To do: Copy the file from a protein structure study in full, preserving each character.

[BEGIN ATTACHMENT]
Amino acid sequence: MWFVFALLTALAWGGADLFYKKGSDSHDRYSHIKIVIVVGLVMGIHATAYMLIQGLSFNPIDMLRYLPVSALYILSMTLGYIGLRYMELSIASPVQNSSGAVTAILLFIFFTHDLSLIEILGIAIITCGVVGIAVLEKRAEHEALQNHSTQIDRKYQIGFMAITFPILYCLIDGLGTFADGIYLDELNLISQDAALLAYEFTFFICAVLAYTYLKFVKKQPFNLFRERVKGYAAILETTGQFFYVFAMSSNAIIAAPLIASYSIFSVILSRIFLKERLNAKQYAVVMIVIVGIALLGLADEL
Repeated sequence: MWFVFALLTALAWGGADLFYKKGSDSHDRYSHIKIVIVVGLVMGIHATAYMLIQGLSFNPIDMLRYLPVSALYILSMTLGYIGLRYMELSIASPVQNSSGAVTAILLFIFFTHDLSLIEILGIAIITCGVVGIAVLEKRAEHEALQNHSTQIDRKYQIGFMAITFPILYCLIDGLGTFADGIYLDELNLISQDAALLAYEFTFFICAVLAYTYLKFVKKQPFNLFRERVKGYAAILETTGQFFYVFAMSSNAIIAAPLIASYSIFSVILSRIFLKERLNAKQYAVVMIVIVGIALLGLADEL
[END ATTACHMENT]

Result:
Amino acid sequence: MWFVFALLTALAWGGADLFYKKGSDSHDRYSHIKIVIVVGLVMGIHATAYMLIQGLSFNPIDMLRYLPVSALYILSMTLGYIGLRYMELSIASPVQNSSGAVTAILLFIFFTHDLSLIEILGIAIITCGVVGIAVLEKRAEHEALQNHSTQIDRKYQIGFMAITFPILYCLIDGLGTFADGIYLDELNLISQDAALLAYEFTFFICAVLAYTYLKFVKKQPFNLFRERVKGYAAILETTGQFFYVFAMSSNAIIAAPLIASYSIFSVILSRIFLKERLNAKQYAVVMIVIVGIALLGLADEL
Repeated sequence: MWFVFALLTALAWGGADLFYKKGSDSHDRYSHIKIVIVVGLVMGIHATAYMLIQGLSFNPIDMLRYLPVSALYILSMTLGYIGLRYMELSIASPVQNSSGAVTAILLFIFFTHDLSLIEILGIAIITCGVVGIAVLEKRAEHEALQNHSTQIDRKYQIGFMAITFPILYCLIDGLGTFADGIYLDELNLISQDAALLAYEFTFFICAVLAYTYLKFVKKQPFNLFRERVKGYAAILETTGQFFYVFAMSSNAIIAAPLIASYSIFSVILSRIFLKERLNAKQYAVVMIVIVGIALLGLADEL